Small Changes, Big Results
University of Guelph researcher Allison Bechard examines how weaning age influences the welfare of laboratory mice.
Laboratory mice are one of the most commonly used animals in biomedical research, meaning that relatively small changes to their early husbandry could have lasting effects on the health and well-being of millions of animals. The practice of early weaning, for example, can be a cause of stress for almost any animal, and it is typical for young mice in the laboratory. They are usually separated from their mothers at the age of 3 weeks, whereas they would not disperse in nature until about a month later.
Mouse pups are born in a highly immature state and depend completely on their mothers for survival. The standard management-imposed separation of the mother and young occurs during a fragile developmental period of neural and behavioral organization. Along with curtailed maternal care, modified social milieu due to early separation of the sexes is a consequence of disrupting the family unit at this age. These influential effects of maternal and social deprivation are often largely overlooked in relation to welfare and as factors in research results.
We weaned C57Bl6 (B6) and CD-1 litters at either the standard 21 days or the more naturalistic 35 days to investigate the effects of this artificial, premature disruption to the mother-young bond. Offspring from 14 litters were screened for neophobia and anxiety (e.g. elevated plus-maze, open field, acoustic startle response) between 2 to 3 months of age, and for stereotypic behavior (e.g. bar mouthing, somersaulting) and alopecia at an age of 6 to 7 months. The hypothesis was that delaying weaning age would improve adult welfare. The chosen strains were two of the most commonly used inbred and outbred mouse lines, while selected behavioral parameters bridge the previously distinct fields of neuroscience and welfare.
Results indicate that delaying weaning reduces adult anxiety, as measured by an elevated plus-maze (p<0.05). In females, weaning at a later age seems to decrease the prevalence of both alopecia (p<0.01) and stereotypic behavior (p<0.1) in adulthood. There was also a 30 percent reduction in the acoustic startle responses for delay weaned mice (p<0.05), although these findings need to be replicated on a larger scale.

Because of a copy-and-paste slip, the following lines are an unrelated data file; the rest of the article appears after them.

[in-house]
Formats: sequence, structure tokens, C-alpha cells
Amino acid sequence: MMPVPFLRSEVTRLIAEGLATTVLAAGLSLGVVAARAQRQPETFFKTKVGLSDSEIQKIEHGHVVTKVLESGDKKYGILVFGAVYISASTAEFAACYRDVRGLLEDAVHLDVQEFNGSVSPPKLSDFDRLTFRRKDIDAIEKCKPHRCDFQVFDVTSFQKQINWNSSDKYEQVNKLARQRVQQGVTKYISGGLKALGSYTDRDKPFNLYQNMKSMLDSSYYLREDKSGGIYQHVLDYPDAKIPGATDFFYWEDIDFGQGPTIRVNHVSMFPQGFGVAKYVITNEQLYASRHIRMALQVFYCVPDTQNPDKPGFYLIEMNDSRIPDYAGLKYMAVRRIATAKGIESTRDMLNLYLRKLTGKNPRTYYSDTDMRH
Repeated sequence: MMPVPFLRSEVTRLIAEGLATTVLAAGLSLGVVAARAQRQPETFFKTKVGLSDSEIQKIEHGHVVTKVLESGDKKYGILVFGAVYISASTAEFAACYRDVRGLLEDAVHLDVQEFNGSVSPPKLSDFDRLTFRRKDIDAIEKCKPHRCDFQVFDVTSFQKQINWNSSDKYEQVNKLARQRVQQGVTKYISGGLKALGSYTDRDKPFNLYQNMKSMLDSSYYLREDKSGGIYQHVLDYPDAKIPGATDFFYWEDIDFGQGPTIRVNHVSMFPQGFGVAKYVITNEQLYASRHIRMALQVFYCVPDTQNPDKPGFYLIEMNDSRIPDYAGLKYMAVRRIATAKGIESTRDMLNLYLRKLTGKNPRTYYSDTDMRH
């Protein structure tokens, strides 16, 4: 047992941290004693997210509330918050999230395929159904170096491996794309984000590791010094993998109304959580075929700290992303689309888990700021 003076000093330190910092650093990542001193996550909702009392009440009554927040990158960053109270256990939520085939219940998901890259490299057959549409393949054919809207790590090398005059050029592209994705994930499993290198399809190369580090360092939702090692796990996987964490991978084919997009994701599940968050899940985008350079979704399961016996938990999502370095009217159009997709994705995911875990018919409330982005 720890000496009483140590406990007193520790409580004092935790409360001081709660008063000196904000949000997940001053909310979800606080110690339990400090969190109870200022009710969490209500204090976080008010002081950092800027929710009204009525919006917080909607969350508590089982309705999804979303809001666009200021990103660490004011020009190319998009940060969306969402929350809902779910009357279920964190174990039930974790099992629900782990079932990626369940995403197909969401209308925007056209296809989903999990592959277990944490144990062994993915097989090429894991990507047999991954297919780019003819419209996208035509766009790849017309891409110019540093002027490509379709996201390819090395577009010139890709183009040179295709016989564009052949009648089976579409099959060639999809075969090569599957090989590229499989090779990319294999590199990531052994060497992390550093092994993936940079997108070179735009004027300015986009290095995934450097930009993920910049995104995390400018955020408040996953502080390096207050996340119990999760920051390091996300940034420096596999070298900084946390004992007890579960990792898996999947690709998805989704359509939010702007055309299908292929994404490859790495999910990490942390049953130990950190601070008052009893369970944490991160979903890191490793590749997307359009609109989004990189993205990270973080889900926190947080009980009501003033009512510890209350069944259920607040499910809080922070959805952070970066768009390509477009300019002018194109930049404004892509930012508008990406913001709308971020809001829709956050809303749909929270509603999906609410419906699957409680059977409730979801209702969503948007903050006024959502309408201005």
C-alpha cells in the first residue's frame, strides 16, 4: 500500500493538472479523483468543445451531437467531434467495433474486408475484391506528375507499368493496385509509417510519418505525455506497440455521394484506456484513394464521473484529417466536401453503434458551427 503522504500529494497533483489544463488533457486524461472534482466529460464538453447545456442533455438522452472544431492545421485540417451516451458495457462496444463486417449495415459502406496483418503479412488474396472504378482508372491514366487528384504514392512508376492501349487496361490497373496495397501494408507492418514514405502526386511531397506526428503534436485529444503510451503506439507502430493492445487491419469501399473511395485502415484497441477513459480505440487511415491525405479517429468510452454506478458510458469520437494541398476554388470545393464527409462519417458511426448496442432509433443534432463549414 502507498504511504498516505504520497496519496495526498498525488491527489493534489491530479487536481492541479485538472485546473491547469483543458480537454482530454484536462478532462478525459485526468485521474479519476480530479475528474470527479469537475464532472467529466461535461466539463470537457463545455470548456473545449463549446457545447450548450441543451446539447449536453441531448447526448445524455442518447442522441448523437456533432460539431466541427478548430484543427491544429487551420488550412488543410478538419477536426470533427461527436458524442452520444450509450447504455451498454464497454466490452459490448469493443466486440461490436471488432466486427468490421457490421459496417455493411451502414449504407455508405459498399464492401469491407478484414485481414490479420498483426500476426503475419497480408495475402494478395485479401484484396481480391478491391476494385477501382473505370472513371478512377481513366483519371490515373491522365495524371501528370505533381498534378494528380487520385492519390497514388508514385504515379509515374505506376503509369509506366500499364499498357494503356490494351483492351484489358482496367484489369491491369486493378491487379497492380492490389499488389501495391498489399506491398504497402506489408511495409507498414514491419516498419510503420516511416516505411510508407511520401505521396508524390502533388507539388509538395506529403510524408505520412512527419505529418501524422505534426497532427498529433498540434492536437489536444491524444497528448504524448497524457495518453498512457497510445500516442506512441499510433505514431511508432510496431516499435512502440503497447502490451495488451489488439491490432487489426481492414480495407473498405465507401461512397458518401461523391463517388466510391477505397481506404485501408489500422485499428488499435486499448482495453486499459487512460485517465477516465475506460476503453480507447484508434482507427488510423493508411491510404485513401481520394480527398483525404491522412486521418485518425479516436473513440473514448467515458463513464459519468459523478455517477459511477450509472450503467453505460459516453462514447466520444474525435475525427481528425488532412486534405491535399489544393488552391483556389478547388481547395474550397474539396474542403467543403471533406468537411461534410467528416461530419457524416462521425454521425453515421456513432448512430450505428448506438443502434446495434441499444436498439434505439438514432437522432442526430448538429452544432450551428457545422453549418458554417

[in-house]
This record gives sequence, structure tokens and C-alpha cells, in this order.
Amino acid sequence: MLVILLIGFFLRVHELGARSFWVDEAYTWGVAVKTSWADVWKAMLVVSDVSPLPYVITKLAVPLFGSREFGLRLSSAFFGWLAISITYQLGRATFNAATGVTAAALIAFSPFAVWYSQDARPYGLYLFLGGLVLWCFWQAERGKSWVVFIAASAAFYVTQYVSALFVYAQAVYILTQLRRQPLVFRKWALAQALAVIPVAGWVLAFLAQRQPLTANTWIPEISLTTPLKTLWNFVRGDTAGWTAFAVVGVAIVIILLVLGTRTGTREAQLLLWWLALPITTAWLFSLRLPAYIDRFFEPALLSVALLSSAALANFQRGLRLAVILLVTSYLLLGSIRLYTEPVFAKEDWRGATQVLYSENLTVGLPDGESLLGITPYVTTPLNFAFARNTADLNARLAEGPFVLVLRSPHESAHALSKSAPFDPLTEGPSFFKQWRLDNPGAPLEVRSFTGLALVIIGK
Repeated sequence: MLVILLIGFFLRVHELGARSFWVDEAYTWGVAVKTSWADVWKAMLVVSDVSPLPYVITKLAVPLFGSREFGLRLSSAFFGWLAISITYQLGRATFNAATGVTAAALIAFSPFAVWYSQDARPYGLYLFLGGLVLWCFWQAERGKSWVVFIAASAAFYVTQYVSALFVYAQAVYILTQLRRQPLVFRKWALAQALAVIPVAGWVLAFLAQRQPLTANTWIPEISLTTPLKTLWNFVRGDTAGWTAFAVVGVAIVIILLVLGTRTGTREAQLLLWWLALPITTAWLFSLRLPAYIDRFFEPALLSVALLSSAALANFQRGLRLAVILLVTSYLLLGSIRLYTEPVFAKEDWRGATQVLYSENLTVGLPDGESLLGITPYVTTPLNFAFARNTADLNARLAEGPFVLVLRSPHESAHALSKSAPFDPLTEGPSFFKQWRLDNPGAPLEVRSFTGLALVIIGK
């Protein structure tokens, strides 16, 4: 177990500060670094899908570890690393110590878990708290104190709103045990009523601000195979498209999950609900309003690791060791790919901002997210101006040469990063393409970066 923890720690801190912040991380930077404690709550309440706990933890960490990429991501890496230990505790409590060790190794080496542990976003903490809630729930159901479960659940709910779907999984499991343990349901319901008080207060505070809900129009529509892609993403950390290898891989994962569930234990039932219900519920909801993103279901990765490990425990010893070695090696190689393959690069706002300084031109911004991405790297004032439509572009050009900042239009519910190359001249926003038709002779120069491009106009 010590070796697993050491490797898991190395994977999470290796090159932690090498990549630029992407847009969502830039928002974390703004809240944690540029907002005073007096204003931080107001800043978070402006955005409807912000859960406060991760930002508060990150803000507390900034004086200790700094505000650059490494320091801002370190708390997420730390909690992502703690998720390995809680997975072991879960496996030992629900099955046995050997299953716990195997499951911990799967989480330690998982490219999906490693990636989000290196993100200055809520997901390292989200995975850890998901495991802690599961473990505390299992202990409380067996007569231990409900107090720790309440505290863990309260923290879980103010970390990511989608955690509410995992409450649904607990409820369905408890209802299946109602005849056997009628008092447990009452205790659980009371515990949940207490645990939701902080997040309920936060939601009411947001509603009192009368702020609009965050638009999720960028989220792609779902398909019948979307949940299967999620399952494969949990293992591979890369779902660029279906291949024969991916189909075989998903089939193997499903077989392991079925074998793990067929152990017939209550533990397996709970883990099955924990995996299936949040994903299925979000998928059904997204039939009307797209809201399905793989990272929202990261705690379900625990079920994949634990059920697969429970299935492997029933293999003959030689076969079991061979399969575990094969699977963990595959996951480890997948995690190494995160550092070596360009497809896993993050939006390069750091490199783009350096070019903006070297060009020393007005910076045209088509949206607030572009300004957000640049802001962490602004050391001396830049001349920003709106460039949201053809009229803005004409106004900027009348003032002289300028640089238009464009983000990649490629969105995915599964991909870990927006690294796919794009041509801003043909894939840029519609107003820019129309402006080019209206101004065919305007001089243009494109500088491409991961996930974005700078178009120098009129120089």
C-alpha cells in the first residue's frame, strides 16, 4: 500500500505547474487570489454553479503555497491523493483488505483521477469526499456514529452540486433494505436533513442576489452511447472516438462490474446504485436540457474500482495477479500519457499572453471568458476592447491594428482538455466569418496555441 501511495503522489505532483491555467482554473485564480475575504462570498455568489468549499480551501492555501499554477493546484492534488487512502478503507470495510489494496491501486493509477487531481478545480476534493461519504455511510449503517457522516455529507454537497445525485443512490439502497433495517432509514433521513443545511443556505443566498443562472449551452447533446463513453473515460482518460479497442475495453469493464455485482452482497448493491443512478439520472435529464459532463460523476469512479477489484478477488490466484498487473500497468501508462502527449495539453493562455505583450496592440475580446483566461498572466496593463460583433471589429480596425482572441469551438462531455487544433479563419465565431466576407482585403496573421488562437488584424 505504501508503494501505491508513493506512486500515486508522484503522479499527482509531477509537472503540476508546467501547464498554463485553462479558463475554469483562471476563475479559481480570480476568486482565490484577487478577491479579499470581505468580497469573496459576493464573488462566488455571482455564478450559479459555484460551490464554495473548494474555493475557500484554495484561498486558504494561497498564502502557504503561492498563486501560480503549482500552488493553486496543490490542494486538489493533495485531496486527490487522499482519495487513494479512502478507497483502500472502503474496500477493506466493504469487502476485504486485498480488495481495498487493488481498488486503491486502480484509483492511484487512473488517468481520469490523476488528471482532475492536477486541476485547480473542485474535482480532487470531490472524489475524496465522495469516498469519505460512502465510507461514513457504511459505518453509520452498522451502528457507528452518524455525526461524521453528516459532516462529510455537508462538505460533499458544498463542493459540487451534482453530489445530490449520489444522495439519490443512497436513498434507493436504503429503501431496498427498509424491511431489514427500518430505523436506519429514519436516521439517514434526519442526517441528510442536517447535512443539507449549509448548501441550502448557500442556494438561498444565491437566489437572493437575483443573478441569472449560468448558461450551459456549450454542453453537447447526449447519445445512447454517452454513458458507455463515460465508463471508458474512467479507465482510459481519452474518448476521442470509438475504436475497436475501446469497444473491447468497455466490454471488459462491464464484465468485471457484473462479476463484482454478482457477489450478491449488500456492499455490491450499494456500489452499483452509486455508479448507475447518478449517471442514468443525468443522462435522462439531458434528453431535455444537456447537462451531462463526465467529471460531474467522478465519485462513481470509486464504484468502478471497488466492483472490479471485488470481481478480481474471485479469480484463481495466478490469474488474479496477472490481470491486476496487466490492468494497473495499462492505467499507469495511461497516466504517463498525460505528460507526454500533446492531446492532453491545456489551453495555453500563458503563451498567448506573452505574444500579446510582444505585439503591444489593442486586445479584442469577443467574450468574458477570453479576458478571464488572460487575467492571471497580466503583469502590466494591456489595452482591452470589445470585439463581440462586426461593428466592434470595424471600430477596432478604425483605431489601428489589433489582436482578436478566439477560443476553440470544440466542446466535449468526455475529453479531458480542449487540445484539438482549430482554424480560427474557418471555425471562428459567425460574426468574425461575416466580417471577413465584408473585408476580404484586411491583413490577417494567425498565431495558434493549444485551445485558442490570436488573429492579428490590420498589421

Overall, the results supported our hypothesis and were favorable toward weaning when the mice are 5 weeks old, compared to the 3 week standard imposed by most facilities. Preliminary data suggests that delaying weaning produces animals with lower levels of anxiety, abnormal behavior and alopecia. The data presented here should also encourage researchers not to underestimate the importance of the age at which young are separated from their mothers when measuring adult behavior.
Finally, weaning mice at an age closer to natural dispersal helps to develop a normal phenotype; it could potentially be further explored as a protective mechanism for enduring life in captivity and to reduce welfare problems in research animals. Later weaning is a simple, relatively low-cost manipulation of early husbandry that could be used to produce more stress-resistant phenotypes with better health and welfare. In collaboration with Jackson Laboratory, we are now working on replicating this work on a larger scale to provide the basis for future research into the effects of weaning age on welfare.
These studies were funded by the Animal Welfare Institute Refinement Awards and made possible through the generous support of an anonymous donor.
The Animal Welfare Institute thanks the following individuals for their assistance in reviewing the proposals submitted for the
2006 Refinement Awards:
Jas Barley, Southampton General Hospital
Lorraine Bell, University of Colorado Health Sciences
Lynette Chave, New South Wales Department of
Alyssa Foulkes, University of Guelph
Roger Francis, University of Bristol School of Medical Sciences
Kay Steward, University of Notre Dame
Karolina Westlund, Stockholm University